Counselling is nothing to fear or feel ashamed about. People from all walks of life attend counselling.
Sometimes you just need a non-judgmental, understanding, caring and supportive professional who will give you their undivided attention and help you make sense of what is happening to you or a loved one.
What happens in counselling?
Counsellors help you to tell your story and develop some responses that will work for you. They encourage you to find answers on your own.
How do I know if I should see a counsellor?
- Changes in yourself. You may become more irritable, feel you are not coping, become constantly angry, sullen, withdrawn, sad, weepy or go into spells of silence for long times. There may be other changes so that you will not feel yourself anymore.
- When circumstances or behaviour towards you becomes unacceptable or intolerable.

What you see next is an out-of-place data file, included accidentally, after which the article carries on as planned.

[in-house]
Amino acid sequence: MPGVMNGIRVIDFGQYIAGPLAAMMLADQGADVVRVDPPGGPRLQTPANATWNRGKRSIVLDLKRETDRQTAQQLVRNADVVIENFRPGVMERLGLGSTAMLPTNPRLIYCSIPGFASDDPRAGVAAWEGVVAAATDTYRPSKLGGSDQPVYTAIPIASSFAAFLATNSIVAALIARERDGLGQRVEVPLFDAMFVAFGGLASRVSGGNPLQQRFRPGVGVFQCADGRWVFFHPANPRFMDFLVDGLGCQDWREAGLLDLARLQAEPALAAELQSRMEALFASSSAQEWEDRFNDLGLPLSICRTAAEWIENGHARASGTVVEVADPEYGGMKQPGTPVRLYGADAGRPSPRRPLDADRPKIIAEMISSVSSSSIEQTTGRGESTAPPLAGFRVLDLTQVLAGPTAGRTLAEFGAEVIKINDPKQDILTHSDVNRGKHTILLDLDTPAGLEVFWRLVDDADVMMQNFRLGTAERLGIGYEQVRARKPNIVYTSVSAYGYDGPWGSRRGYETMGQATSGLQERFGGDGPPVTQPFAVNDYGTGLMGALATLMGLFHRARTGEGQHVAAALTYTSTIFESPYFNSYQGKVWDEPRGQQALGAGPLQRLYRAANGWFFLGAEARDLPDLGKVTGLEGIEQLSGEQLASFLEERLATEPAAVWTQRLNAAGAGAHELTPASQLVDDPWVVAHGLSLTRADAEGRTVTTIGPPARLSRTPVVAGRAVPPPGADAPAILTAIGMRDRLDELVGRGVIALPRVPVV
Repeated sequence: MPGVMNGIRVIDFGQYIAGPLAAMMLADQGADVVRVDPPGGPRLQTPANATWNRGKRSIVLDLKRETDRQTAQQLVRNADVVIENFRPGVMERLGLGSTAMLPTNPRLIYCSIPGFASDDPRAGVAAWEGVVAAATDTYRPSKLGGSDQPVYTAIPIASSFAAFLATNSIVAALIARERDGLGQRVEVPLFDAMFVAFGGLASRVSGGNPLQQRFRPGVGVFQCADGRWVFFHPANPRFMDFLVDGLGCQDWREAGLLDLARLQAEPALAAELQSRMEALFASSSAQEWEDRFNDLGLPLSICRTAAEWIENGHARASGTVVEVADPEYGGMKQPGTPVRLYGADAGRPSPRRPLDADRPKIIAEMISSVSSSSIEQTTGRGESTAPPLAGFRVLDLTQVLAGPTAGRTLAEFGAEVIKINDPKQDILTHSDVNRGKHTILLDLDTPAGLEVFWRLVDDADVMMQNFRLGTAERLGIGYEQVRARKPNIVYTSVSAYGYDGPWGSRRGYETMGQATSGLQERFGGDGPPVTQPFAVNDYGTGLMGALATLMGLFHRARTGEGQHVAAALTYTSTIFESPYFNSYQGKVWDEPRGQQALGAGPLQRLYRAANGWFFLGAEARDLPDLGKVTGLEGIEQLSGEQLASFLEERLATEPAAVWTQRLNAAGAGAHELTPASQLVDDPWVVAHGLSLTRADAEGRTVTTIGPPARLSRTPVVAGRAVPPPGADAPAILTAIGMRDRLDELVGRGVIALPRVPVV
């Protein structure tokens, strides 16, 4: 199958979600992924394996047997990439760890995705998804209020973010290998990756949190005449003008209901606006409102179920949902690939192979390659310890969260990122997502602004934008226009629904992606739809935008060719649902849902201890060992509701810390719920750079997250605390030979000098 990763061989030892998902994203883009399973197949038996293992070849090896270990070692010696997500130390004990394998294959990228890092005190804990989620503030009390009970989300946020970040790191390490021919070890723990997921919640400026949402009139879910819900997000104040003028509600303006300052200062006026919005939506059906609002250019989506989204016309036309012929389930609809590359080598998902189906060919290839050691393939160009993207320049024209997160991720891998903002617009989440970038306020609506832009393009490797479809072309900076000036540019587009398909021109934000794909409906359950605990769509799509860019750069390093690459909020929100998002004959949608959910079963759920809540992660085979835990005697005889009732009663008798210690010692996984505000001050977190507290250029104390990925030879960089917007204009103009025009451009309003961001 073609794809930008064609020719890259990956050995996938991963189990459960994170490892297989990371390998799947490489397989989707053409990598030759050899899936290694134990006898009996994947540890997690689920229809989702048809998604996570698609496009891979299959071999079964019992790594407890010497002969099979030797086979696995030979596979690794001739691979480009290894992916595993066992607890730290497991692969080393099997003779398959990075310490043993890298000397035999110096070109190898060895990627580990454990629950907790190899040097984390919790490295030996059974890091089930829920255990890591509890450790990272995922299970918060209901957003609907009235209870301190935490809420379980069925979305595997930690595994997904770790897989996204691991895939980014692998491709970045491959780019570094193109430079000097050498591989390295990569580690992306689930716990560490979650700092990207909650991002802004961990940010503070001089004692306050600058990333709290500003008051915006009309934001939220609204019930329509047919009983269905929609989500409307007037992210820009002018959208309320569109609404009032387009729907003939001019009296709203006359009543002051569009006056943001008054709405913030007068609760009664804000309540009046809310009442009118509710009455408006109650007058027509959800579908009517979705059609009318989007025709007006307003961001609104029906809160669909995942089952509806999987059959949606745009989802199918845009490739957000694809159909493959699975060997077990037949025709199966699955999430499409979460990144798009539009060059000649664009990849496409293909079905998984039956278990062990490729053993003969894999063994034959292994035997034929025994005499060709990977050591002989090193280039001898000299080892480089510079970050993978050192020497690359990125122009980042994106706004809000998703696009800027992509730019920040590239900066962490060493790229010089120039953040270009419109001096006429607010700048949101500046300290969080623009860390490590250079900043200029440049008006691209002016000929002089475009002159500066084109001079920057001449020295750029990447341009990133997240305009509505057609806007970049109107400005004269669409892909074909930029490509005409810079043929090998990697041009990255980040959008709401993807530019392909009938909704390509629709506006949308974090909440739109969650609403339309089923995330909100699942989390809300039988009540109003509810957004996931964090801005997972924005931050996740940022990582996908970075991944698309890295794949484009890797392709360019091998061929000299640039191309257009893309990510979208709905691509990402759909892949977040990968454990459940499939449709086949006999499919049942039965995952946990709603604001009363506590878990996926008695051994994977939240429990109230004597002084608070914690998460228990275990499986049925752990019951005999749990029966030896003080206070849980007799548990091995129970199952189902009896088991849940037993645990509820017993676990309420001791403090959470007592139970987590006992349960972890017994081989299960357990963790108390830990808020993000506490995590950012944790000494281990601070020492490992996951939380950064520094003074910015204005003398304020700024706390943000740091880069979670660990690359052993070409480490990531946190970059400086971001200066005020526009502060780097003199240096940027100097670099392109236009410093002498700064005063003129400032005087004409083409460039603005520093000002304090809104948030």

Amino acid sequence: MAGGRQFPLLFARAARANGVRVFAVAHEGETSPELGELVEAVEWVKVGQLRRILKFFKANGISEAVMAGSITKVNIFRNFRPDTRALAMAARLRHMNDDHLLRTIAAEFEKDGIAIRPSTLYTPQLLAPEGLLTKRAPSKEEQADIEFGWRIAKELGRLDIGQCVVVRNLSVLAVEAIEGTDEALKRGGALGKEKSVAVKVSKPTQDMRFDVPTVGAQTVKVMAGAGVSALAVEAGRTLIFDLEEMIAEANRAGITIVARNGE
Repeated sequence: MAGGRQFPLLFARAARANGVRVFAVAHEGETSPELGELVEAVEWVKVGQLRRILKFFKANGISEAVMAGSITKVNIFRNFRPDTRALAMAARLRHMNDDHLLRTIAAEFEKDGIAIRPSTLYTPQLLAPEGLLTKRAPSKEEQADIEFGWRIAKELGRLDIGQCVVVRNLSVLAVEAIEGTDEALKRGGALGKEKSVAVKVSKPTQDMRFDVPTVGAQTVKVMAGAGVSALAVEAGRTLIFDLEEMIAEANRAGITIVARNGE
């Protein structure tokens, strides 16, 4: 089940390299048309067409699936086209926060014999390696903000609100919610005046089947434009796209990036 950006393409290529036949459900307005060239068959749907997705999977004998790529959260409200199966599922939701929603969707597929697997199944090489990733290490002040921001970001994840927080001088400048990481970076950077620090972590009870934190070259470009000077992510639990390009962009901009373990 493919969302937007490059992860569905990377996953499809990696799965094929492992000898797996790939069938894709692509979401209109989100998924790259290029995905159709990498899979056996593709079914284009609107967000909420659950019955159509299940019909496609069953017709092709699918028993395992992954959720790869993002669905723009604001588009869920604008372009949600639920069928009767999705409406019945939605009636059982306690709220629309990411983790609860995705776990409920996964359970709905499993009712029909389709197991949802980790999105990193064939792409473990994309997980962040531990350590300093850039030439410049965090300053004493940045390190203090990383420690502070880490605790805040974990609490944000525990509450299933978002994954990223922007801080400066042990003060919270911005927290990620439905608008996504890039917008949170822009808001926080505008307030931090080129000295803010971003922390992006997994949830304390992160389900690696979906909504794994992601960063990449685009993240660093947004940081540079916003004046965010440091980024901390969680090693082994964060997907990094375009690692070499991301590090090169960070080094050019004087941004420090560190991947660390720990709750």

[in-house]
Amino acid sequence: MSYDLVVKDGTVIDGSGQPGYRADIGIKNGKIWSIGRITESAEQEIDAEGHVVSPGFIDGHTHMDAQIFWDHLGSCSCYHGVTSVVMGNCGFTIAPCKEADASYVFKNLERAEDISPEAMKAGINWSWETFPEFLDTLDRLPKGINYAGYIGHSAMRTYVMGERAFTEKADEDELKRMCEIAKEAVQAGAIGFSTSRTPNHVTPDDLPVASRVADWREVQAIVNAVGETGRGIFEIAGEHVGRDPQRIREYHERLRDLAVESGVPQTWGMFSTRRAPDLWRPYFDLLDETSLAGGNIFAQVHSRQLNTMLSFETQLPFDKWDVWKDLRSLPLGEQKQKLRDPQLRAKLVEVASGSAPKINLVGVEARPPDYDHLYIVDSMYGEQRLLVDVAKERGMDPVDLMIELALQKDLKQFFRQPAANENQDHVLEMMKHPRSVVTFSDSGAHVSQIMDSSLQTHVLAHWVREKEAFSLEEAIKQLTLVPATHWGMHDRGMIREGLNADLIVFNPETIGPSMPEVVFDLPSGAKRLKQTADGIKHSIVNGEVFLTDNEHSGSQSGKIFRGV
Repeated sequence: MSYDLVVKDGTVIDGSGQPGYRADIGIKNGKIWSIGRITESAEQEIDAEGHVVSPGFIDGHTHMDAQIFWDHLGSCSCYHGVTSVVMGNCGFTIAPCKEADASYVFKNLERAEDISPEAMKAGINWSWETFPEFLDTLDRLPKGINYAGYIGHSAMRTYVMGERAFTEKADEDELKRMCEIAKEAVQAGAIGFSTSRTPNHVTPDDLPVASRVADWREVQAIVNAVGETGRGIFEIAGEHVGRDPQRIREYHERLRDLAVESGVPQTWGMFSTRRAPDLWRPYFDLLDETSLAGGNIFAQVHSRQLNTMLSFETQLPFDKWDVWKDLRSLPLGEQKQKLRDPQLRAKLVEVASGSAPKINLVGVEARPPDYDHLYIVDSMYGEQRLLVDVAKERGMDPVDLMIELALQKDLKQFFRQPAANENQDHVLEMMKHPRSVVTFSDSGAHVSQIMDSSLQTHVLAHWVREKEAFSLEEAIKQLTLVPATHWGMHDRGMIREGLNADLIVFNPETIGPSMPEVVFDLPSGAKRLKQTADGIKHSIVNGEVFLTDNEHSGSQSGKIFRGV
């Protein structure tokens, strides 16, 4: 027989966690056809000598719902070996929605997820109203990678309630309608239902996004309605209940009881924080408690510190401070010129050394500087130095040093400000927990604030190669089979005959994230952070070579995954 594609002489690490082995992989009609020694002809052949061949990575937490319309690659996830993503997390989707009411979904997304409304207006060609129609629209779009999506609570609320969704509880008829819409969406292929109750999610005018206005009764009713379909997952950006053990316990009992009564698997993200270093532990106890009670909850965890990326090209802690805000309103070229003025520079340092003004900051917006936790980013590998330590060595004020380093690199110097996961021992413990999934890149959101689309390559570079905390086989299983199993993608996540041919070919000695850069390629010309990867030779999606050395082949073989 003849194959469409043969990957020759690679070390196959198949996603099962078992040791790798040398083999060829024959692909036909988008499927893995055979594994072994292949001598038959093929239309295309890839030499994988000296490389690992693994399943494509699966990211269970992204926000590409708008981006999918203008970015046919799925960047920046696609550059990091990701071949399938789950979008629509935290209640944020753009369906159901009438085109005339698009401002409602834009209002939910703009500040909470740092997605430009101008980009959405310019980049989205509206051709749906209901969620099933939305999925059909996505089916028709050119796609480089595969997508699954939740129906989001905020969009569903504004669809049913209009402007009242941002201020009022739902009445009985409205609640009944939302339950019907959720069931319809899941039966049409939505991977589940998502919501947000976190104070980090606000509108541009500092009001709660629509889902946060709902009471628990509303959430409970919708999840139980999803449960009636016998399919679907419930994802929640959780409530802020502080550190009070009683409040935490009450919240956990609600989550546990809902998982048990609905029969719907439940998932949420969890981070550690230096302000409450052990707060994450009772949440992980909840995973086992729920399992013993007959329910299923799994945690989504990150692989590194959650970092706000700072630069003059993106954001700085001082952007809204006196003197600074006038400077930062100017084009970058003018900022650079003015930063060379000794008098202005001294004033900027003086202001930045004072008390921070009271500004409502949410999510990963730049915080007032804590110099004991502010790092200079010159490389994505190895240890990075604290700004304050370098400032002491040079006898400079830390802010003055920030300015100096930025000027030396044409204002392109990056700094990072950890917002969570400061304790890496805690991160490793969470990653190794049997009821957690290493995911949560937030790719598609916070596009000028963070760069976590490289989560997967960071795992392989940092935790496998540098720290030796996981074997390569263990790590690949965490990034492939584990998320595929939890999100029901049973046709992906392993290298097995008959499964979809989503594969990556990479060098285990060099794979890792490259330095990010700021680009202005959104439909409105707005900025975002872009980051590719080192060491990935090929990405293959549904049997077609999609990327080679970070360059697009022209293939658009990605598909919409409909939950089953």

- When you feel unable to manage your relationships or function effectively.
- When you feel you are not coping with a change or trauma in your life.
What about confidentiality?
Counselling is a confidential process. What is said in the room stays in the room unless you agree otherwise.
The Counsellor may consult with supervisors to improve their skills to provide the highest quality of service to you but this is done without revealing your identity.
Except in a situation where you are a danger to yourself or others or where counsellors or agencies have a legal obligation to inform appropriate authorities, your information is strictly confidential.
If I think someone I know could benefit from counselling, what can I do?
- Talk to them about people you know who counselling has helped.
- Tell them about where they could go to.
- If they are hesitant or unsure, ask them what bothers them about talking to a counsellor.
- Let them know that ‘it’s better to talk’ to a professional counsellor.
- Review the stories of people who have been helped through counselling and encourage the person to read them.